A man is going down with the ship.
|Oliver Hanson had been out fifteen days headed for the Marquesas on a forty-one foot ketch. He was by himself and his boat was slowly sinking, but other than that, he was doing fine. Fine, until the little bald chauffeur arrived dressed in a brown suit, the jacket buttoned despite the heat. He wore a matching chauffeur’s hat turned backwards.
“Hey, pops--what’s poppin?” the man said. He sounded New York and looked relaxed, sitting there with his legs crossed at the knee like he’d been sitting here the whole fifteen days with Hanson in the cockpit, like they’d been talking to each other the whole time through the spokes of the big wooden wheel that stood between them now.
Hanson found himself blinking rapidly, hoping the chauffeur-fellow would disappear mid-blink, but he didn’t disappear. Instead he blinked his eyes back at Hanson with great exaggeration, mocking him.
Hanson showed nothing in his face; not worry nor anger, not anything. He forced his attention away from the man. He saw a cushion float by inside the cabin. He could hear the bilge-pump working and knew it was not keeping up with the flow of water coming in at a slow steady pace. He told himself he should probably go see what he could do to stem the leak but he didn’t have the energy.
Hanson scanned his instrument panel. He verified his sailboat was still in the middle of the Pacific Ocean. He already knew it. He was faintly surprised none the less. All is fine, he told himself, and shut the auto-pilot off. He sat slowly onto the blue cushions port side where he could watch the water rise in the cabin below.
“You sit like you ain’t planning to stay long,” the little man said and seemed to lighten his eyes with the onset of an idea. He sat back, his hands clasping his legs, now raising his legs, his brown shoes high above his head. White socks showing.
A tremendous outburst erupted that was unlike any fart Hanson had ever experienced in terms of volume. The fart continued and lengthened and went on and on and on and on, and finally, after it was over, Hanson simply watched the oddly familiar little man and tried to keep his face blank, knowing full well that he himself was alone on the boat and the little chauffer farting bastard was not real and not there. And Hanson knew too the awful repercussions of what this meant, being as he was on a boat in the middle of the Pacific Ocean and all. He wouldn’t be the first sailor to go insane at sea.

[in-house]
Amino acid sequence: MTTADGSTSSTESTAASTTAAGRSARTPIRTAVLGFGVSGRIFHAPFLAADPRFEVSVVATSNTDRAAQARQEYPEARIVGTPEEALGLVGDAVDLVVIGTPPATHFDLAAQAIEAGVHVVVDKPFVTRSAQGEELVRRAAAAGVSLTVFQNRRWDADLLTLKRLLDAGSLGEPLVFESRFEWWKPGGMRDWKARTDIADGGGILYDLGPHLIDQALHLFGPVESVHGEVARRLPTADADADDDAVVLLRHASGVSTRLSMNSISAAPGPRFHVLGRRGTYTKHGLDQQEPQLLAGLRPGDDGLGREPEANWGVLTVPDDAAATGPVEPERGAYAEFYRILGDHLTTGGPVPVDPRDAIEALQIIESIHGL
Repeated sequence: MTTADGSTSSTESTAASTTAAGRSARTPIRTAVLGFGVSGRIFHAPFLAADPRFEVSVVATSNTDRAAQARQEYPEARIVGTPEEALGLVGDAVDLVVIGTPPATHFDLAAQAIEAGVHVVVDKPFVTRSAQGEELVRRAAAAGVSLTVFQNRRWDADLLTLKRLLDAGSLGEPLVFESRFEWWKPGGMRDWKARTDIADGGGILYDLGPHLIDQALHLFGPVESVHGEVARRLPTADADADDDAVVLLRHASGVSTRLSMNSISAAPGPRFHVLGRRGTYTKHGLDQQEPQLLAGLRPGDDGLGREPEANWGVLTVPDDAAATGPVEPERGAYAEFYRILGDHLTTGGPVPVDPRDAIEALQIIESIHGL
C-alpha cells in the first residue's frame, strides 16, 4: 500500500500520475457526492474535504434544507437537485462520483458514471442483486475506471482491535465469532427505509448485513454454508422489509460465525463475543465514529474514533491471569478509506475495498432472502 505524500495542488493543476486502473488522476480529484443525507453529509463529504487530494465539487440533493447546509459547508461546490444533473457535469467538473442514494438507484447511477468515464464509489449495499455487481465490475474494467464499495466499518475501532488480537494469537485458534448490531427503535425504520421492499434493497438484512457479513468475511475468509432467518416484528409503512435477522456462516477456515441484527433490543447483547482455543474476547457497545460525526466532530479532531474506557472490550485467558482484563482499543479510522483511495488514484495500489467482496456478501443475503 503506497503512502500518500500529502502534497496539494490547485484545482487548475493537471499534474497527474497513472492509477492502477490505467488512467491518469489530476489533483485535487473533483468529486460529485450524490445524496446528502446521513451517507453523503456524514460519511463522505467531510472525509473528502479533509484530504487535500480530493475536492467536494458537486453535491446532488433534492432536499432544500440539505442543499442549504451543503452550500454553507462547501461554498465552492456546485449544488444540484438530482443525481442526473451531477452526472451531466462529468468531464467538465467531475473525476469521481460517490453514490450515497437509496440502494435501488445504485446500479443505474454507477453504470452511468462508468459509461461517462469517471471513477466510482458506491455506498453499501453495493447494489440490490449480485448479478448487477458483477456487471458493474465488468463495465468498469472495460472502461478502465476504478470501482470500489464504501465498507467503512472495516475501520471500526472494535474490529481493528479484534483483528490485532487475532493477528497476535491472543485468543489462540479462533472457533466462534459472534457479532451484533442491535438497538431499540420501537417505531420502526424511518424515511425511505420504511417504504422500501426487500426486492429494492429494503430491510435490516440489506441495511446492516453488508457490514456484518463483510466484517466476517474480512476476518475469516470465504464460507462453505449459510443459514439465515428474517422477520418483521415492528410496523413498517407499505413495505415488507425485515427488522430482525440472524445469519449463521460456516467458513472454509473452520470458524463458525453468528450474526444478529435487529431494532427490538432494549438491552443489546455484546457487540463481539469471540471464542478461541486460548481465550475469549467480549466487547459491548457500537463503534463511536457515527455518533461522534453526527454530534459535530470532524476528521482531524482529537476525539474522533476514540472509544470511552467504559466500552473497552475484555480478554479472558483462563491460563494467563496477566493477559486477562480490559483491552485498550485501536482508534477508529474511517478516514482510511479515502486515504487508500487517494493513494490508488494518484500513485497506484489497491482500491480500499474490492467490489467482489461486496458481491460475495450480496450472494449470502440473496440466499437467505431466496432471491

“Don’t worry, Ollie. Sanity is highly overrated,” the little man said, obviously reading his mind. “Don’t you think?”
Hanson stared off across the ocean shaking his head. He guessed the time was nearing fifteen hundred and there was not a breath of air over the water. The sails sat and the two booms swung in lazy movement back and forth to starboard. There was not a cloud in the sky. “Sanity is a good thing…” he said to the ocean…or maybe he spoke to the little man. He was no longer sure.
“Do you mind if I smoke?”
“Yes,” Hanson said.
He watched the man light a cigarette. He smelled the tobacco. When he smelled the tobacco he knew he was insane. The little man offered him his pack with four or five cigarettes rising gracefully one higher than the next, and Hanson took the tallest one. He accepted the flame the man offered from a gold lighter and Hanson inhaled deeply.
“You remember me?”
“Oh yes,” said Hansen.
“Who am I?”
“Little Sammy the Swale,” Hanson said.
“Yeah, that’s right, Little Sammy the Swale. That’s me. ‘Remember my last words?”
“Not a clue.”
“’Hey, Pops, what’s poppin?’”
“No...It was, ‘What’s poppin, Pops.’”
“No, believe me, it was, ‘Hey, Pops, what’s poppin!’”
“Well, it should have been, ‘What’s poppin, Pops?’” Hanson said.
“It should have been a great many things…What the fuck’s a Swale? I been meaning to ask…”
“It doesn’t matter any more,” Hanson said. He flicked his half cigarette overboard and was immediately sorry he had done so. He watched Sammy bring out his cigarette pack a second time and accepted another cigarette. He leaned forward as Sammy again offered him a light. Hanson hadn’t smoked in forty years and was surprised how good it felt to be smoking again.
“No, it don’t matter no more. You got me outside waxing the old guy’s caddy, the flat-foot comes up the driveway and talks to me.”
“Lonny Ellis, and he was a pee-eye.”
“That’s right, kid. Lonny Ellis, a private dick ‘with cold gray eyes…’ It was the best novel you ever wrote!”
“It was crap,” Hanson said. “I never finished it.”
“No, you never finished it, for damn sure! You got me in the driveway waxing the car and the great Lonny Ellis with the cold gray eyes comes up and I say, ‘Hey, Pops, what’s poppin?’ and that was the end of me, the end of Lonny Ellis with the cold gray eyes, the end of the novel, gone, poof! Just, ‘Hey, Pops, what’s poppin?’ The end.”
“I don’t know why I never finished that book…” Hanson said. He was looking at something a long ways out to sea. “It was pretty good.”
“You wrote four chapters and quit!”
“I got a divorce, for fucksake!”
They sat in silence.
“I guess I could always finish it,” Hanson said.
“That’s the thinking, kid!” Little Sammy the Swale said.
Hanson rose and snatched a plastic bucket from the side-rail. He flicked his cigarette overboard. "You coming or not?" he asked, and didn't wait for an answer.